Birds and Bows program provides another opportunity to enjoy a winter walk

The bow along the paved footpath at World Bird Sanctuary was sure to catch the attention of area hikers.

The Bows for Birds program sponsored by Audubon has been encouraging winter hikers for three years, but I first learned about it this winter and took my first hike on January 1. The program welcomes hikers to 12 parks and natural areas in the St. Louis region for fresh air, a chance to win prizes, and a bit of bird education along the way.

Utilizing clues to a mystery bird and its whereabouts, hikers search for a bow and a wooden cutout of the bird in each location. Walkers who complete a scavenger hunt worksheet can submit it for a chance to win raffle prizes.

Places where the 12 birds and bows can be found include Powder Valley Nature Center in Kirkwood, the World Bird Sanctuary in Valley Park, Jefferson Barracks, Laumeier and Tilles parks in south St. Louis County, Missouri Botanical Garden and Forest, Lafayette and Bellerive parks in St. Louis, St. Ferdinand Park in Florissant, Spanish Lake Park in north St. Louis County, and the Audubon Center in West Alton, near the confluence of the Missouri and Mississippi rivers.

I actually spotted the great horned owl cutout before I found the giant bow.

Participants have until Feb. 5 to find the bows and birds and submit their scavenger hunt form. Those who find at least seven and email the information to bows4birds@gmail.com are entered in a drawing. The grand prize basket includes a $680 pair of binoculars, and other donated prizes include a Big Muddy River adventure, gift cards, bird feeders, St. Louis Cardinals tickets and more. Participants are also encouraged to share images on social media utilizing the hashtag #BowsForBirds23.

You can find all the details, the scavenger hunt form and clues for each park at riverlands.audubon.org. The prize drawing is scheduled for Feb. 10 during the organization’s Great Backyard Bird Count virtual training.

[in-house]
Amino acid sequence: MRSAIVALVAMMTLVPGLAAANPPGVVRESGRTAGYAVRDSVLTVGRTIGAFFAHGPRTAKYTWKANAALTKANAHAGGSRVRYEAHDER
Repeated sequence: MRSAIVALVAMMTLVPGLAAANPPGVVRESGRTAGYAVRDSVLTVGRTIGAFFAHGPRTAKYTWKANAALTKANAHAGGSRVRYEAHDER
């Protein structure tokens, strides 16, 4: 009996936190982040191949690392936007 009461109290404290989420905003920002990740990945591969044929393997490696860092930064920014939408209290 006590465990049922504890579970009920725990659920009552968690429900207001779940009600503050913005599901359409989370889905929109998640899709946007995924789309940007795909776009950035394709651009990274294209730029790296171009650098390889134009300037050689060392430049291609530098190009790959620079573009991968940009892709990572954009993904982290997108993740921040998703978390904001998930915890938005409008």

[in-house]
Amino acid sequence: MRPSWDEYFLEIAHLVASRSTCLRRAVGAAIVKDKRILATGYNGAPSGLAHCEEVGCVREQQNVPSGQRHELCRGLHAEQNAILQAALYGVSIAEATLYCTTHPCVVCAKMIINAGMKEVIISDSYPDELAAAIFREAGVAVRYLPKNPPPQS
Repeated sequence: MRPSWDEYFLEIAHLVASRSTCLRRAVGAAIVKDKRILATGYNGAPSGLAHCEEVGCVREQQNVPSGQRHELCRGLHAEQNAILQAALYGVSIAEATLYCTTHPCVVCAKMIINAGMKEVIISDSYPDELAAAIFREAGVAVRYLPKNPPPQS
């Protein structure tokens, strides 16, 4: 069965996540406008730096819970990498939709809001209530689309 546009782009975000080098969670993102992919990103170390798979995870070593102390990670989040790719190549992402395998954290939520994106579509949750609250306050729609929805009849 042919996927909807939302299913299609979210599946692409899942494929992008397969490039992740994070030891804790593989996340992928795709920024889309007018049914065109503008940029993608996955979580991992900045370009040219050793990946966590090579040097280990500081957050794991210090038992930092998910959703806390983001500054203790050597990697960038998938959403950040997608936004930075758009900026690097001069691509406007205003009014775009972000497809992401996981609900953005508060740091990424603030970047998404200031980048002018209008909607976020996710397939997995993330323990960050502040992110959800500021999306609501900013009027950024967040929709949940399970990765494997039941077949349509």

We went to the World Bird Sanctuary near Eureka. For more than 45 years the facility has served as a rehabilitation hospital for raptors and a showcase for many other avian co-inhabitants of our planet.

The birds—and the work that is being done with them—bring visitors from all over. A paved footpath leads past large enclosures that serve as homes of injured birds that have been rescued, but for many reasons can not be returned to the wild. The hiking trails are a bonus.

Located at 125 Bald Eagle Ridge Way, the bird recognized as our national symbol is an obvious star of the show. The bald eagle’s story of recovery in North America is symbolic of the work that goes on at the sanctuary. Once exploited and nearly extirpated, wild flocks are now a main winter attraction in our area along the Mississippi River.

Along the footpath you can observe birds from big emus to comparatively tiny sharp-shinned hawks with a menagerie in between. Owls, pelicans, pheasants, falcons, and others from our backyards and around the world watch you watching them, try to hide from prying eyes, and in some cases answer back to a visitor’s greeting.

Dozens of birds recovering from a variety of injuries and circumstances are available for viewing. The sanctuary and its hospital are home to about 270 different critters including eagles, hawks, parrots, vultures, reptiles, and other injured or endangered species.

The 305-acre property works cooperatively with the state Department of Natural Resources. Outreach programs have educated more than a million school children. The rehabilitation hospital has treated more than 21,000 injured birds, and the facility has connections for bird conservation on four continents.

An admission charge funds the work at the sanctuary. The cost is $8 for an individual, $12 for a vehicle with two or more people, or $20 for buses with 10 or more. Children ages 5 and under are admitted for free. The facility is open daily from 8 a.m. to 5 p.m. Other ways to support the birds include direct donations, memberships, guest experience events, volunteering and more. For additional information call 636-225-4390.

John Winkelman has been writing about outdoors news and issues in Jefferson County for more than 30 years and is the Associate Editor for Outdoor Guide Magazine.

Published by John J. Winkelman

A freelance outdoor writer for more than 30 years

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